Recognizing the LANL IFE14 team’s “extraordinary effort,” Administrator Klotz, center, presented team leader Ward Hawkins (second from left) with the NNSA Silver Medal, and team members Richard Kelley, left, and Aviva Sussman, second from right with the NNSA Excellence Medal. Not pictured are Emily Schultz-Fellenz and Kenneth Wohletz, who were also awarded the NNSA Excellence Medal. Also pictured is Liz Miller, right, a member of the IFE14 team
WASHINGTON — In a ceremony last week, NNSA Administrator Lt. Gen. (retired) Frank G. Klotz presented five Los Alamos National Laboratory members awards for their exceptional work in a large-scale, on-site field exercise held in Jordan to evaluate progress in the development of the Comprehensive Nuclear-Test-Ban Treaty.
At the October 14 ceremony, General Klotz presented LANL team leader Ward Hawkins with the Silver Award for Distinguished Service, and team members Richard Kelley, Emily Schultz-Fellenz, Aviva Sussman and Kenneth Wohletz with the Bronze Award for Excellent Service.
More than 200 experts from 44 countries participated in Integrated Field Exercise ’14, using 120 tons of equipment to search for the site of a simulated nuclear explosion in a 1,000-square-kilometer area on the banks of the Dead Sea.
Although the Treaty allows up to 130 days for the completion of an on-site inspection, the exercise compressed the timeline to only five weeks. The exercise tested the ability of the 40 inspectors to find and analyze data from a simulated nuclear explosion site within the maximum inspection area allowed by the Treaty.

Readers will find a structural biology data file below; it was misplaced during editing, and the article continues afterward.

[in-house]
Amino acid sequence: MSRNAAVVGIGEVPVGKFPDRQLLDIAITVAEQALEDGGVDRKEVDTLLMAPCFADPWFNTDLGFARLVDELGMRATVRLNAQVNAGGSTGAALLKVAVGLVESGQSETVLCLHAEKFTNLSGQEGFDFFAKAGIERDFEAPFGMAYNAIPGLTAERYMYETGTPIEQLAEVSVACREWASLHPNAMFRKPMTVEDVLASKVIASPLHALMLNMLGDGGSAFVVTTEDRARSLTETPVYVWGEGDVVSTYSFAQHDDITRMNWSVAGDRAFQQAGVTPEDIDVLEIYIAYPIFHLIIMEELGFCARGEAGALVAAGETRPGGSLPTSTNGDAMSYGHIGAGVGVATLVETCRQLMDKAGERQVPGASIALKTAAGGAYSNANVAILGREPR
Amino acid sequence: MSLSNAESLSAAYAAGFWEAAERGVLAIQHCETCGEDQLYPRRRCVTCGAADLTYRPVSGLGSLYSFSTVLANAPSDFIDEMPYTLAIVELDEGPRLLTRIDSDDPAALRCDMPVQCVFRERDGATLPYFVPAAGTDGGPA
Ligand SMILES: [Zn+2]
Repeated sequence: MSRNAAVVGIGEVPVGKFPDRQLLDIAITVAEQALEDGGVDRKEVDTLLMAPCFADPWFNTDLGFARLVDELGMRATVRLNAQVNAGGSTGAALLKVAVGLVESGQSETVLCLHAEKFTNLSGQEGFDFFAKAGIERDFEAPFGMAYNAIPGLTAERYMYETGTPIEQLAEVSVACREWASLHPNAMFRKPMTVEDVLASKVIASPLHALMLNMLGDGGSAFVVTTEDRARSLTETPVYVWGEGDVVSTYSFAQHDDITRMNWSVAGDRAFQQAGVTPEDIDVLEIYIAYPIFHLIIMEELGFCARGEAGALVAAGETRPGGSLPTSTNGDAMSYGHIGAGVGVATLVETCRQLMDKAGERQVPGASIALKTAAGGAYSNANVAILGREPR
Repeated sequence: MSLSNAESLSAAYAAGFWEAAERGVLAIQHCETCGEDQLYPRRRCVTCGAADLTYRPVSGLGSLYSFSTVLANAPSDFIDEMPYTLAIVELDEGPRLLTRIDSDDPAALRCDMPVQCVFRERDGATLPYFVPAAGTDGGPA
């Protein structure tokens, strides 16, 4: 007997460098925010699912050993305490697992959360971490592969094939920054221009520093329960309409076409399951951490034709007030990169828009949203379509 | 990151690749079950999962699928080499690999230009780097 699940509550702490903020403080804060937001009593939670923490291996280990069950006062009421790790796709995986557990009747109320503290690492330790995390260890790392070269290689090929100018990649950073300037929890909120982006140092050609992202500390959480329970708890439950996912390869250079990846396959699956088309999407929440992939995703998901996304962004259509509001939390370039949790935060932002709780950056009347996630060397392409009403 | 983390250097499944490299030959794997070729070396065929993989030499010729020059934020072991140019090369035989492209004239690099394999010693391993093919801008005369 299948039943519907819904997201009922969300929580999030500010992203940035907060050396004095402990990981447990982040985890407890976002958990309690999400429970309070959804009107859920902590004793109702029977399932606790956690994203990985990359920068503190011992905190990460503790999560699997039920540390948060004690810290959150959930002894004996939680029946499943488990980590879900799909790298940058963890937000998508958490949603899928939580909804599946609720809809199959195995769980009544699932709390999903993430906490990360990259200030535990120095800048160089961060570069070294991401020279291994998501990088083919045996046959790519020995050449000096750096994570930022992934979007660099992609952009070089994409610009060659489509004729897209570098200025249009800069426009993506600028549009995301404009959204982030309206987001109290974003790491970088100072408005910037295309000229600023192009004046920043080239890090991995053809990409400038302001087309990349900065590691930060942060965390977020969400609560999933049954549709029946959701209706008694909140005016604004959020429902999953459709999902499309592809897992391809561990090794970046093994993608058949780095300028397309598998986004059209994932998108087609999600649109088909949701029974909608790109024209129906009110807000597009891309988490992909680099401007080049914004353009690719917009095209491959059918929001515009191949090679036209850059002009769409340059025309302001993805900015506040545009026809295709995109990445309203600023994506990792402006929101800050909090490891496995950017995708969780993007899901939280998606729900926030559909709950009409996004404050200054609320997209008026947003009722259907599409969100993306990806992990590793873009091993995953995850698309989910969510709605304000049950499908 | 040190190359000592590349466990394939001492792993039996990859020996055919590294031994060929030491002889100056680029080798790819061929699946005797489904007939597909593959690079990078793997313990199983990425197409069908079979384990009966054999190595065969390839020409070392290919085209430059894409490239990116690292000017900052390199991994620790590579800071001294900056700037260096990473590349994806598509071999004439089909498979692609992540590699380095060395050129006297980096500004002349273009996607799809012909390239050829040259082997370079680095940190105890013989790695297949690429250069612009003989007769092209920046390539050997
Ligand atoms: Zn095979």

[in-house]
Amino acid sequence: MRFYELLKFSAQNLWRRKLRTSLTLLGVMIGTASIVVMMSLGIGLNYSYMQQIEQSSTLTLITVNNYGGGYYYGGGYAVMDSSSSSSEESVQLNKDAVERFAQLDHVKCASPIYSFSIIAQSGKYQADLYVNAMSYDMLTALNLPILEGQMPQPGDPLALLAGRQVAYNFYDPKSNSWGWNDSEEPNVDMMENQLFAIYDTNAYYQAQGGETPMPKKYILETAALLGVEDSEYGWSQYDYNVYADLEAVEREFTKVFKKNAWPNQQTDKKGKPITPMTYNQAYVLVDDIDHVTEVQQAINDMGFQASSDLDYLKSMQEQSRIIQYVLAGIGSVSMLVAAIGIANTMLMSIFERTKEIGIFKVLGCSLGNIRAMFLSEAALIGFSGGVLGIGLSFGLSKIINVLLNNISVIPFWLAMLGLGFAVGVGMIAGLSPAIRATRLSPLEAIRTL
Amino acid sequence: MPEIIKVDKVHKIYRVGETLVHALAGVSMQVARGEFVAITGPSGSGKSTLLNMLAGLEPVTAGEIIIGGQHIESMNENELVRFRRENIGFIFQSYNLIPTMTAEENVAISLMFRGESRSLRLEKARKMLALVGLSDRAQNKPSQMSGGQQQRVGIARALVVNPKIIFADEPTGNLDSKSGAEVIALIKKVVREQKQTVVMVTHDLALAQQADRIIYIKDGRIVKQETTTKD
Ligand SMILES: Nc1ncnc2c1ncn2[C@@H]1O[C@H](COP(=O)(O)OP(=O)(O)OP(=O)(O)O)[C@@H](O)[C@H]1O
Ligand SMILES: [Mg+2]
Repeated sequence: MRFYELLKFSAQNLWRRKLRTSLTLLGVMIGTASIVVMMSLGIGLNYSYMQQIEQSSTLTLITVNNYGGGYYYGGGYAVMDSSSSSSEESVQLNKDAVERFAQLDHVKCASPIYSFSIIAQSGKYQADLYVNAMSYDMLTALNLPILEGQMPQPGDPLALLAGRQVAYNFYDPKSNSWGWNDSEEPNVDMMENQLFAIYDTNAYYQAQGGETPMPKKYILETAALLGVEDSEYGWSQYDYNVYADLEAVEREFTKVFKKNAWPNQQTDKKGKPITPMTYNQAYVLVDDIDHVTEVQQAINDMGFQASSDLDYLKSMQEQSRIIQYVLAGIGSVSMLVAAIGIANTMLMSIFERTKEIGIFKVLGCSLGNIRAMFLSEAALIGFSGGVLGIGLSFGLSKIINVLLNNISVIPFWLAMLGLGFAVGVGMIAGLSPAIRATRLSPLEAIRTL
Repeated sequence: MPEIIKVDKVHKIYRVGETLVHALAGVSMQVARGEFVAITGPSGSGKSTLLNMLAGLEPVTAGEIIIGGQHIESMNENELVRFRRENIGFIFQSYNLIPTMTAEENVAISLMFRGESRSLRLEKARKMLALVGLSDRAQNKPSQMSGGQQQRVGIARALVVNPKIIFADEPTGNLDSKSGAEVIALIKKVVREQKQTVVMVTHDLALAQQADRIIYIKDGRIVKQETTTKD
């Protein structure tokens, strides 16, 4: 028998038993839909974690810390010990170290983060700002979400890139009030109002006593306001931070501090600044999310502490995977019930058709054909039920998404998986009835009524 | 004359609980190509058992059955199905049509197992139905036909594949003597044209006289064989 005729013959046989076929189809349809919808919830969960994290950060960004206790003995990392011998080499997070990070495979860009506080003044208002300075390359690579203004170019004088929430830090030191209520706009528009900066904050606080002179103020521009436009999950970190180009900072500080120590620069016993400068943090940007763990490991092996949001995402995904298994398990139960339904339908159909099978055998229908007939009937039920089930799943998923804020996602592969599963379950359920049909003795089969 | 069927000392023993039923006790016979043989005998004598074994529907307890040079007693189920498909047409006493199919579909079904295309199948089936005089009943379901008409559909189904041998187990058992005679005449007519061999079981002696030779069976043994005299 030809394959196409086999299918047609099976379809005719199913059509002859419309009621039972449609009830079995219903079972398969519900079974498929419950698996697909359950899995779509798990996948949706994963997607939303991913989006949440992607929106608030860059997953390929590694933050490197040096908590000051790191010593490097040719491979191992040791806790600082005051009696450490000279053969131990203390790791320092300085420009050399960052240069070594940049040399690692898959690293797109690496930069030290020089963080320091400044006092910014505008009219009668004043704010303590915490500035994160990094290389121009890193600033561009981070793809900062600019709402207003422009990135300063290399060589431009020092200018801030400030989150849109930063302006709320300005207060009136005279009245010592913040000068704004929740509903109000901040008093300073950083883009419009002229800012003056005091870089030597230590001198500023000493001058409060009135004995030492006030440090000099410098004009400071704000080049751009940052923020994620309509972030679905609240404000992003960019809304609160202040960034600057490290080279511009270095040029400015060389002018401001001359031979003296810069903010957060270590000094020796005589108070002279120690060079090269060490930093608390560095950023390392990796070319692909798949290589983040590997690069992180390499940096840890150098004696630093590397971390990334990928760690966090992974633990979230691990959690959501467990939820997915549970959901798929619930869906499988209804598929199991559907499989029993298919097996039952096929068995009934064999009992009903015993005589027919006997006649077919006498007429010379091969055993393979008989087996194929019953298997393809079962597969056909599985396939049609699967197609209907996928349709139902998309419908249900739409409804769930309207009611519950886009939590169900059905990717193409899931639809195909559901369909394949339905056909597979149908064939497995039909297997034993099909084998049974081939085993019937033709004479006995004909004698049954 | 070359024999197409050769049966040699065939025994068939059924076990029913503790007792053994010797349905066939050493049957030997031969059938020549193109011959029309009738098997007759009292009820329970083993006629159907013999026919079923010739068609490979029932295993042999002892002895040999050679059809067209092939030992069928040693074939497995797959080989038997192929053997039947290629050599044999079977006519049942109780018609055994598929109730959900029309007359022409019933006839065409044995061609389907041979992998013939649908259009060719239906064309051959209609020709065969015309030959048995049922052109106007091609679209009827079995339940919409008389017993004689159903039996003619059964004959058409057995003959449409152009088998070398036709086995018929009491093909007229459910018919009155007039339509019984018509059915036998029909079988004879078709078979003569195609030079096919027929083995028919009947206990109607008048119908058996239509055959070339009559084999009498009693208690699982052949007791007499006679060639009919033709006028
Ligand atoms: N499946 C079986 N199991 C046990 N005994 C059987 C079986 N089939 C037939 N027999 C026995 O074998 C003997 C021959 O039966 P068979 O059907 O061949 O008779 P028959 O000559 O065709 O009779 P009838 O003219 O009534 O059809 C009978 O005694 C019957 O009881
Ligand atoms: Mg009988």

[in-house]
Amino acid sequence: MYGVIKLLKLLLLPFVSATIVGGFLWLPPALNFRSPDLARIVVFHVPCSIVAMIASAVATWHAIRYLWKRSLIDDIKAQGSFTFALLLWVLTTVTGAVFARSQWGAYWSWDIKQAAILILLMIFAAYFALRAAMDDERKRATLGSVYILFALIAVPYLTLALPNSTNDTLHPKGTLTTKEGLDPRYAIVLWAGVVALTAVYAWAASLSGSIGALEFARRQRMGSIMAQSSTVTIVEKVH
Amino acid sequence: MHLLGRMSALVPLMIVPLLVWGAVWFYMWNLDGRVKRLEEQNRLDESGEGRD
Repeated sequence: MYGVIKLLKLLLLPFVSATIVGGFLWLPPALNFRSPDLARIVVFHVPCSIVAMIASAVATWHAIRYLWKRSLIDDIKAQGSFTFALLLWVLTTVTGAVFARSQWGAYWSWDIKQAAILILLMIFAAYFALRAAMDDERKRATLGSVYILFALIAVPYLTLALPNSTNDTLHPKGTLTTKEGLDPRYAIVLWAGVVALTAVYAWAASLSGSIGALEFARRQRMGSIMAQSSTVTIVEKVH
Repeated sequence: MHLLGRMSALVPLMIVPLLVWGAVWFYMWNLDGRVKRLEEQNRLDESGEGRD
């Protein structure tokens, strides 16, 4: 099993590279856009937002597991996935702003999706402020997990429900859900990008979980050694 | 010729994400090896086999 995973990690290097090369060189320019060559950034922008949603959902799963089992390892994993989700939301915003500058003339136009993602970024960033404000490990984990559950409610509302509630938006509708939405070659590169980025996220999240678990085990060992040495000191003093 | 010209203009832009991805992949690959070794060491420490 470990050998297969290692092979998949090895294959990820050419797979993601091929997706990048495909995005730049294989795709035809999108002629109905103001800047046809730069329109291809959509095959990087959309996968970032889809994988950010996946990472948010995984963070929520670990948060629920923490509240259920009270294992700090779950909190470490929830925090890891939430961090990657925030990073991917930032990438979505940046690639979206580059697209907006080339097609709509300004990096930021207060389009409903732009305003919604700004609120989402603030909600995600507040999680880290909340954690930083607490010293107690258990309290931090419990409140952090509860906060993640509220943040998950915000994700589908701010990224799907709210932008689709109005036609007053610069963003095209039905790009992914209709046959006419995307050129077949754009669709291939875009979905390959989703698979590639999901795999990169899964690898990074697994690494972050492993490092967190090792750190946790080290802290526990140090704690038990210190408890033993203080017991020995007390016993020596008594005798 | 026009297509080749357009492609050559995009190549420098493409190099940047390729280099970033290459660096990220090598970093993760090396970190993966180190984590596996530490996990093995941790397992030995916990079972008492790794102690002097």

The LANL team was joined by other experts from Lawrence Livermore National Laboratory, Pacific Northwest National Laboratory and Sandia National Laboratories, as well as those from other countries. All of the teams put in long days under difficult circumstances, making the success of the field exercise a remarkable accomplishment.
Established by Congress in 2000, NNSA is a semi-autonomous agency within the U.S. Department of Energy responsible for enhancing national security through the military application of nuclear science in the nation’s national security enterprise. NNSA maintains and enhances the safety, security, reliability, and performance of the U.S. nuclear weapons stockpile without nuclear testing; reduces the global danger from weapons of mass destruction; provides the U.S. Navy with safe and effective nuclear propulsion; and responds to nuclear and radiological emergencies in the U.S. and abroad. Visit www.nnsa.energy.gov for more information.